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I am writing a CGI script to monitor the system state, so the information must be outputted to the terminal with echo or cat. The problem is, systat is an interactive command, so it doesn't print anything to the screen.

I tried systat | echo and systat | cat, but the former gives nothing, whereas the latter behaves identically as systat.

Edit

OK, let me clarify. Basically, I'm asking for a shell script, say monitor.sh. When executed with ./monitor.sh, it would start a new process, output the result of systat, and then exit.

It should look something like this:

root@HPC:~/playground # ./monitor.sh
                    /0   /1   /2   /3   /4   /5   /6   /7   /8   /9   /10
     Load Average   >>>>>>>>>>>>>>>>>>>>>>>>>>>>>>>>>>>>>>>>>>>>>>>>>> 12.0

                    /0%  /10  /20  /30  /40  /50  /60  /70  /80  /90  /100
root           calc XXXXXXXXXXXXXXXXXXXXXXXXXXXXXXXXXXXXXXXXXXXXXXXXXX
root           calc XXXXXXXXXXXXXXXXXXXXXXXXXXXXXXXXXXXXXXXXXXXXXXXXXX
root           calc XXXXXXXXXXXXXXXXXXXXXXXXXXXXXXXXXXXXXXXXXXXXXXXXXX
root           calc XXXXXXXXXXXXXXXXXXXXXXXXXXXXXXXXXXXXXXXXXXXXXXXXXX
root           calc XXXXXXXXXXXXXXXXXXXXXXXXXXXXXXXXXXXXXXXXXXXXXXXXXX
root           calc XXXXXXXXXXXXXXXXXXXXXXXXXXXXXXXXXXXXXXXXXXXXXXXXXX
root           calc XXXXXXXXXXXXXXXXXXXXXXXXXXXXXXXXXXXXXXXXXXXXXXXXXX
root           calc XXXXXXXXXXXXXXXXXXXXXXXXXXXXXXXXXXXXXXXXXXXXXXXXXX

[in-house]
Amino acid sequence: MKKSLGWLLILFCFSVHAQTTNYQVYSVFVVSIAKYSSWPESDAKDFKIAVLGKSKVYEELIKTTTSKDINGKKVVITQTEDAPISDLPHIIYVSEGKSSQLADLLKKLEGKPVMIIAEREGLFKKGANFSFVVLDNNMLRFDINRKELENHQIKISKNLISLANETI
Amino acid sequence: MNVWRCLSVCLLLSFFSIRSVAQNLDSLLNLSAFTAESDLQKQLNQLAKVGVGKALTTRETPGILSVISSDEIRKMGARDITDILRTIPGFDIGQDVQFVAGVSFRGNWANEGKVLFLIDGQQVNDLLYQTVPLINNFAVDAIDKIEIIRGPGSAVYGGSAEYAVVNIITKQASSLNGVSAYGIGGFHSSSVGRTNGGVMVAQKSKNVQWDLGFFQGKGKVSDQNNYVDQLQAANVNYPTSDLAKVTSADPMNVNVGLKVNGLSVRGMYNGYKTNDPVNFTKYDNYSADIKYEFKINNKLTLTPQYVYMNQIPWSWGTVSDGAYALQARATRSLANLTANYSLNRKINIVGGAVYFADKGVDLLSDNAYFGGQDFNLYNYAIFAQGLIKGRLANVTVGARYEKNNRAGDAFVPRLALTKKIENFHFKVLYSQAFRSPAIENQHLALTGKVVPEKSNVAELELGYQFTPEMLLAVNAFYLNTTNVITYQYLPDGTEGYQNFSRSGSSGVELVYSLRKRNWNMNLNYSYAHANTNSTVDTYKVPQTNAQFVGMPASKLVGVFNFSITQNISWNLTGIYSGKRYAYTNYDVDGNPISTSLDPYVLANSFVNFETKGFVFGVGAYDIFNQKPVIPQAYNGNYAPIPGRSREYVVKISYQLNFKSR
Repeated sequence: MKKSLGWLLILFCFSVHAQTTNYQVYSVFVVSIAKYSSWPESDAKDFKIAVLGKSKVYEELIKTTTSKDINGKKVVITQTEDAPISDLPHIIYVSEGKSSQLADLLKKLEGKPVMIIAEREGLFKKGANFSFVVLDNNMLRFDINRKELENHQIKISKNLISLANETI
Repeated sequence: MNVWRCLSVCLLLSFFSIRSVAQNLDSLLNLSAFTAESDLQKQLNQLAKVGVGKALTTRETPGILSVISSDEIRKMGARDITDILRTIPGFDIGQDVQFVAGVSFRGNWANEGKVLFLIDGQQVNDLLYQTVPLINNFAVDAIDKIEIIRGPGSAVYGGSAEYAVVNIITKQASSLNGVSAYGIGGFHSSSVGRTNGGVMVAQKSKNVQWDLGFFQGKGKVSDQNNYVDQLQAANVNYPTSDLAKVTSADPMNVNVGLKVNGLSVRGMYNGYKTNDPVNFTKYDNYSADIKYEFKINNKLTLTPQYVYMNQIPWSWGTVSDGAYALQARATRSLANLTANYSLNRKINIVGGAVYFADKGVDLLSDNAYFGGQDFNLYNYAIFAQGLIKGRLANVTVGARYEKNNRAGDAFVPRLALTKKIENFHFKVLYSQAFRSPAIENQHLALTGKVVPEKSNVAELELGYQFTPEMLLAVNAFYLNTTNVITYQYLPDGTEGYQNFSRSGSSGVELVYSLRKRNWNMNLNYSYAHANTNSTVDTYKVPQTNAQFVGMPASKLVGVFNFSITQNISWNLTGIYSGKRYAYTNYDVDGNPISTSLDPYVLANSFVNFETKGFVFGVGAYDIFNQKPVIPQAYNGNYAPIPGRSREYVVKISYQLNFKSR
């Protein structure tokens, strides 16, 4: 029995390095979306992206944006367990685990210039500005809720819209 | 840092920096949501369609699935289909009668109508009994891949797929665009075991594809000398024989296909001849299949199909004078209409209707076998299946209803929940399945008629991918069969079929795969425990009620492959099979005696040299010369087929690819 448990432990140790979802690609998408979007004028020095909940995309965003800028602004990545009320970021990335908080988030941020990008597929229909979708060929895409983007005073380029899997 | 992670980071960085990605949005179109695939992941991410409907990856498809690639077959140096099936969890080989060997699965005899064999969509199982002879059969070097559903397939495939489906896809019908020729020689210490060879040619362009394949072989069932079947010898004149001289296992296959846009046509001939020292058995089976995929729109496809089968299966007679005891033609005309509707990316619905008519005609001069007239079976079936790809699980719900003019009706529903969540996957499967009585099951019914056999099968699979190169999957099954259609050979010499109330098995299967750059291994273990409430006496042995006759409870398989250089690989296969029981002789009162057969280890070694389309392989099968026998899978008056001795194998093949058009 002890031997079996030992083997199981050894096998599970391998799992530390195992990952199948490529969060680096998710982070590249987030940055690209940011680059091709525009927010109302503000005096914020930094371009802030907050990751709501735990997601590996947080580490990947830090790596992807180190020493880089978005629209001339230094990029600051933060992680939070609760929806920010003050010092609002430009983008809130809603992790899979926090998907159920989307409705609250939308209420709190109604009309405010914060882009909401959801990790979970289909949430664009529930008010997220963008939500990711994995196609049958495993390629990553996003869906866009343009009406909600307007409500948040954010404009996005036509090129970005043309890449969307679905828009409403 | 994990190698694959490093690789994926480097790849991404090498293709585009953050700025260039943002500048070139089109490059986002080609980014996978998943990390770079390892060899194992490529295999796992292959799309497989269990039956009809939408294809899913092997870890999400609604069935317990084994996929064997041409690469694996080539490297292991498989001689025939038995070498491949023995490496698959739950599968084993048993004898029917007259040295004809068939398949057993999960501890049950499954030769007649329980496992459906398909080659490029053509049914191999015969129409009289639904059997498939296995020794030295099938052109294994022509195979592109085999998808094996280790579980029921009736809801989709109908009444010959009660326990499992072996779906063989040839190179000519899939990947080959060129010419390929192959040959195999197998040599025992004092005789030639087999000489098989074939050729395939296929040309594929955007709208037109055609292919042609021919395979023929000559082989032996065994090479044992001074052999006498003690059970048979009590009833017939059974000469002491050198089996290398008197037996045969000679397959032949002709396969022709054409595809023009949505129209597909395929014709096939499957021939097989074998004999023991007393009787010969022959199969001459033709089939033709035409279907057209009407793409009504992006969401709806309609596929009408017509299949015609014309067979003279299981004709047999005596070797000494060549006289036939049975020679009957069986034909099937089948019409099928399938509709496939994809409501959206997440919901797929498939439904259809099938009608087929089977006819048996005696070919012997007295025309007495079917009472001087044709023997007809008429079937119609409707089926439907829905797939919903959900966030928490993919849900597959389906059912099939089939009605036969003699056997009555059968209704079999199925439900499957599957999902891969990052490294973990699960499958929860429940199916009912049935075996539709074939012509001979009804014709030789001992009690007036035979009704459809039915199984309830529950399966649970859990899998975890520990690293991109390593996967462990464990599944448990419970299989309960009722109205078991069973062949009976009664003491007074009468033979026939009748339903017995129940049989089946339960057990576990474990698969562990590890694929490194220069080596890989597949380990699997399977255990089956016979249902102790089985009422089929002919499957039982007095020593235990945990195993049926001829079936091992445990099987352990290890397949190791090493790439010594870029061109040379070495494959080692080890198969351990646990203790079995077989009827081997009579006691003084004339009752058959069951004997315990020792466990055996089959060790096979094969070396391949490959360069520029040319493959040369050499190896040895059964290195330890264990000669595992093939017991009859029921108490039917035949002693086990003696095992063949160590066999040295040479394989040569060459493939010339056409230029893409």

root           calc XXXXXXXXXXXXXXXXXXXXXXXXXXXXXXXXXXXXXXXXXXXXXXXXXX
root           calc XXXXXXXXXXXXXXXXXXXXXXXXXXXXXXXXXXXXXXXXXXXXXXXXXX
root           calc XXXXXXXXXXXXXXXXXXXXXXXXXXXXXXXXXXXXXXXXXXXXXXXXXX
root           calc XXXXXXXXXXXXXXXXXXXXXXXXXXXXXXXXXXXXXXXXXXXXXXXXXX
root@HPC:~/playground # 
  • What do you mean that it doesn't print anything to the screen? systat sends data to stdout when I run it on my FreeBSD machine including that of the sub-commands. – Nasir Riley Mar 14 at 4:11
  • @NasirRiley Sorry for the confusion! More precisely, I want the characters to be outputted to stdout, because this is how CGI scripts deliver content to its clients (most likely Web browsers). – nalzok Mar 14 at 13:42
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    If you are just using the systat command ny itself then it already sends everything to stdout. I'm not clear on what you're trying to do or what you are not able to achieve. Can you provide more information on what it is that you are doing and what you expect to happen? – Nasir Riley Mar 16 at 3:27
  • What happens when you just run systat from the script? – G-Man Mar 21 at 4:54
  • @G-Man The terminal window is occupied by the output of systat, until I press Ctrl + C. I guess at this time systat is running interactively – nalzok Mar 21 at 8:24
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The man page for systat on FreeBSD says,

  • A “global” command interpreter processes all keyboard input.
  • The quit command is interpreted by the “global” command interpreter.  It tells systat to exit.
    • The quit command may be abbreviated to q.
  • “display commands” may be provided on the command line, preceded by a -.  (It is not made explicitly clear whether quit qualifies as a “display command”.)

So, it’s disappointing that systat -q doesn’t work.  Other things to try:

  • systat -quit
  • (sleep 5; echo quit) | systat
    • (You may need to enter that as sh -c '(sleep 5; echo quit) | systat'.)
    • Or you may need to do (sleep 5; echo :quit) | systat or sh -c '(sleep 5; echo :quit) | systat'.  (Note the addition of the :.)
  • systat& sleep 5; kill "$!"
    • (You may need to enter that as sh -c 'systat& sleep 5; kill "$!"'.)

You may need to adjust the sleep time to get the result that you want.

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